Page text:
It should be noted that under the same work demand and with the same set of CWH, FRFS finishes the simulation at t = 45000 while Resource and Load Aware Policy finishes the simulation at t = 7000. In other words, a reduction of about 85% of the completion time is observed with RLA under starvation.

3) Saturation: This section presents a simulation of 3

CWH, with a work demand superior to what it is needed to reach the target temperature of every CWH. Resource and Load Aware Policy is the chosen heuristic.

Figure 7 shows the evolution of temperature and power used during the simulation of CWH 0. A peak on the temperature curve shows a water usage on the CWH. The saturation state is reached around t = 70000. Some water usages occur


20 25 30 35 40 45 50 55 60 65 0 20000 40000 60000 80000 100000 120000 0 500 1000 1500 2000 2500 Te m p e ra tu re ( °C ) P o w e r (W ) Time(sec) Temperature Power

Fig. 7: CWH 0: with water usage

0 20 40 60 80 100 CW H_0 CWH_1 CWH_2 P e rc e n ta g e Usage Idle Resistance

Fig. 8: CWH behavior during saturation (RLA policy)

during saturation, allowing extra work to be executed and thus, reaching again the target temperature.

This behavior can be observed on Figure 7, by analyzing the oscillations of power when the target temperature is reached. When all CUs received work, power used is then around 1000W (all CUs at work). A peak is then observed. It is the thermal resistance that is triggered to reach the target temperature.

Even with a CWH receiving enough work to reach the target temperature only with CPU usage, we can observe unequal CPU usage (Figure 8). It shows that the results concerning the usage of CPUs depends not only on the type of workLoad or the chosen heuristic, but also on the water usage.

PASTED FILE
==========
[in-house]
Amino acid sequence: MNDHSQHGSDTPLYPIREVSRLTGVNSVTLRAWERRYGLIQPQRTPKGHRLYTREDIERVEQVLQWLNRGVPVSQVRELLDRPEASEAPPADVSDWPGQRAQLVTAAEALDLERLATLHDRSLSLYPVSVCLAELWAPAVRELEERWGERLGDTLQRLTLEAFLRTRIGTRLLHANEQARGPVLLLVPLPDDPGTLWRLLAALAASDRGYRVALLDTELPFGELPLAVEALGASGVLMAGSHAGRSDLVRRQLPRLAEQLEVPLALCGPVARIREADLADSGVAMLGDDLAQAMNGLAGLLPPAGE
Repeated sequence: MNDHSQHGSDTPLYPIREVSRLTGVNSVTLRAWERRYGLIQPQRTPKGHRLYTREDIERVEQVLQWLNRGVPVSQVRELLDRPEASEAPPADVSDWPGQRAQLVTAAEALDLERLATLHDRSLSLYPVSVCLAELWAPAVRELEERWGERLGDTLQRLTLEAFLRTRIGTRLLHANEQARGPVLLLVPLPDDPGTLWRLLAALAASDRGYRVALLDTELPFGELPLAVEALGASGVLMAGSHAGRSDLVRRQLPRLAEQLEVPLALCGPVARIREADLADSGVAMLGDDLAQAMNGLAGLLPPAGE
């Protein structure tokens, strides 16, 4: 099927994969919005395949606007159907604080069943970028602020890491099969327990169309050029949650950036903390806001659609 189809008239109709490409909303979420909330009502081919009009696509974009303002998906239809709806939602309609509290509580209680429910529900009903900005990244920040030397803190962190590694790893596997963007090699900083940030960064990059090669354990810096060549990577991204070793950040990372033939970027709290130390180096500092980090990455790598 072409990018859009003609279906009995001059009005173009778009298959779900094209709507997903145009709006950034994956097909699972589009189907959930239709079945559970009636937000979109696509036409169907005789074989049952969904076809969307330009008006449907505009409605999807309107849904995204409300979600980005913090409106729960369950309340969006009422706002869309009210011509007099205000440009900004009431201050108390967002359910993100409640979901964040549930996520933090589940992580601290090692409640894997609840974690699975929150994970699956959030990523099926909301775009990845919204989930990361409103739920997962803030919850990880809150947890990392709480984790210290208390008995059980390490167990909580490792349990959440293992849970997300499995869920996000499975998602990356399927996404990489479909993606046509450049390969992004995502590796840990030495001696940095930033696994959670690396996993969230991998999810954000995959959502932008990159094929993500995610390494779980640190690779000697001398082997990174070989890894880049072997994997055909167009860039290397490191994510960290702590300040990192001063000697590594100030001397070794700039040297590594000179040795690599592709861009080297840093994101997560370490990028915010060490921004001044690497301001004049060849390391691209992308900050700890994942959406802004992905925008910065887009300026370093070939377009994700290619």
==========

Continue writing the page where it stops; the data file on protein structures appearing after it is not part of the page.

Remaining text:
B. Steady state: experimental validation scenario

The studied steady state presents a work demand represent-ing an online work arrival for a set of CWH over 2 weeks.

Every CWH follows a realistic set of water usage which represents an usual water usage of a French household over a period of two weeks.

Figure 9 represents the evolution of temperature and power consumed by the representative CWH 9.

This figure shows that the heating of the set of CWH is achieved by thermal dissipation from CPUs. Besides the first two reach of the target temperature, the instantaneous consumption is around 1000W (10 × 100W , 100W is the consumption of a CPU at full power). When the CWH almost reaches target temperature, peaks are observed. It corresponds to a water usage not important enough to deploy a task on a CPU without exceeding the target temperature.

20 25 30 35 40 45 50 55 60 65 0 100000 200000 300000 400000 500000 600000 700000 800000 900000 Te m p e ra tu re ( °C ) Time(sec) Temperature 0 500 1000 1500 2000 2500 0 100000 200000 300000 400000 500000 600000 700000 800000 900000 P o w e r (W ) Time(sec) Power

Fig. 9: Life cycle of a CWH : temperature and energy consumption 0 20 40 60 80 100 CW H_0 CWH_1 CWH_2 CWH_3 CWH_4 CWH_5 CWH_6 CWH_7 CWH_8 CWH_9 P e rc e n ta g e Usage Idle Resistance

Fig. 10: CWH usage: steady state

Figure 10 shows a fair distribution of work. One can also note that a high rate of idle exists. It can be explained by the fact that a CWH doesn’t ask work when its target temperature is reached. The part of resistance usage can be interpreted by the fact that the heuristics implemented on the CWHS chooses not to deliver a task when the execution of this task will make the water reach a temperature higher than the target temperature.


In this work, we established an efficient and adapted scheduling system for a distributed infrastructure of computing water heaters. We implemented the scheduling architecture and relevant heuristics on a SimGrid based simulator.

The results obtained with various extreme and steady work-loads, show that the chosen architecture and heuristic are compatible and efficient with the requirements of a set of computing water heaters. Thus, on a steady state, we reached an approximate CPU usage of about 60% and minimized the thermal resistance usage (10%, only when no computation is available on metaScheduler).